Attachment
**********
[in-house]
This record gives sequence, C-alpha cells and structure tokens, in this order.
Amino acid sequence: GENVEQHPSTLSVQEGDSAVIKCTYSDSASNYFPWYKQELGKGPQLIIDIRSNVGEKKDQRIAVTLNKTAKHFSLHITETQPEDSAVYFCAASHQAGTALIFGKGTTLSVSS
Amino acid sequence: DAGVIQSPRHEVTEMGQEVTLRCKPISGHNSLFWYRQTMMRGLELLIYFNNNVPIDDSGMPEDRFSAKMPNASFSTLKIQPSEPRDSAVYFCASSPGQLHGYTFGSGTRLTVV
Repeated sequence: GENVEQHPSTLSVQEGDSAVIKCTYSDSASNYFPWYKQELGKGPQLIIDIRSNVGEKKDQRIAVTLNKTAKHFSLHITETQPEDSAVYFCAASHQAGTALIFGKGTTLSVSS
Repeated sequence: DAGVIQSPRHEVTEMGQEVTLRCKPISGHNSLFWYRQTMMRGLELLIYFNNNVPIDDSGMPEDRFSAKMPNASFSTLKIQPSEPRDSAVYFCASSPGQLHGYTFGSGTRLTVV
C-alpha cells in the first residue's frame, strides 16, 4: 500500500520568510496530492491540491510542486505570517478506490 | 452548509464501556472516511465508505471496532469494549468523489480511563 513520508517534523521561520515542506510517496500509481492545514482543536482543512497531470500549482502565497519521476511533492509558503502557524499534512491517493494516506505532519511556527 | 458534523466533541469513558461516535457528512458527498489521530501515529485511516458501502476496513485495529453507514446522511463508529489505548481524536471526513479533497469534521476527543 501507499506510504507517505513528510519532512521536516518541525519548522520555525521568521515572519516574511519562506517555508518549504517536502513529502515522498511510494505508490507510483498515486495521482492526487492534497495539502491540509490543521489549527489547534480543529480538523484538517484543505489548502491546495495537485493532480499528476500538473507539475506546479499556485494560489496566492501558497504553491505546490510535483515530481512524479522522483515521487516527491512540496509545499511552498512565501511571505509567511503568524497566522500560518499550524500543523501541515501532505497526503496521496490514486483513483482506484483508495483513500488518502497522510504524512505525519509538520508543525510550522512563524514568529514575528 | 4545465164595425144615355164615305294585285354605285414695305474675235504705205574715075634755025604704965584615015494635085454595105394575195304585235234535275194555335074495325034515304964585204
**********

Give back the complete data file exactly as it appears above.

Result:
[in-house]
This record gives sequence, C-alpha cells and structure tokens, in this order.
Amino acid sequence: GENVEQHPSTLSVQEGDSAVIKCTYSDSASNYFPWYKQELGKGPQLIIDIRSNVGEKKDQRIAVTLNKTAKHFSLHITETQPEDSAVYFCAASHQAGTALIFGKGTTLSVSS
Amino acid sequence: DAGVIQSPRHEVTEMGQEVTLRCKPISGHNSLFWYRQTMMRGLELLIYFNNNVPIDDSGMPEDRFSAKMPNASFSTLKIQPSEPRDSAVYFCASSPGQLHGYTFGSGTRLTVV
Repeated sequence: GENVEQHPSTLSVQEGDSAVIKCTYSDSASNYFPWYKQELGKGPQLIIDIRSNVGEKKDQRIAVTLNKTAKHFSLHITETQPEDSAVYFCAASHQAGTALIFGKGTTLSVSS
Repeated sequence: DAGVIQSPRHEVTEMGQEVTLRCKPISGHNSLFWYRQTMMRGLELLIYFNNNVPIDDSGMPEDRFSAKMPNASFSTLKIQPSEPRDSAVYFCASSPGQLHGYTFGSGTRLTVV
C-alpha cells in the first residue's frame, strides 16, 4: 500500500520568510496530492491540491510542486505570517478506490 | 452548509464501556472516511465508505471496532469494549468523489480511563 513520508517534523521561520515542506510517496500509481492545514482543536482543512497531470500549482502565497519521476511533492509558503502557524499534512491517493494516506505532519511556527 | 458534523466533541469513558461516535457528512458527498489521530501515529485511516458501502476496513485495529453507514446522511463508529489505548481524536471526513479533497469534521476527543 501507499506510504507517505513528510519532512521536516518541525519548522520555525521568521515572519516574511519562506517555508518549504517536502513529502515522498511510494505508490507510483498515486495521482492526487492534497495539502491540509490543521489549527489547534480543529480538523484538517484543505489548502491546495495537485493532480499528476500538473507539475506546479499556485494560489496566492501558497504553491505546490510535483515530481512524479522522483515521487516527491512540496509545499511552498512565501511571505509567511503568524497566522500560518499550524500543523501541515501532505497526503496521496490514486483513483482506484483508495483513500488518502497522510504524512505525519509538520508543525510550522512563524514568529514575528 | 4545465164595425144615355164615305294585285354605285414695305474675235504705205574715075634755025604704965584615015494635085454595105394575195304585235234535275194555335074495325034515304964585204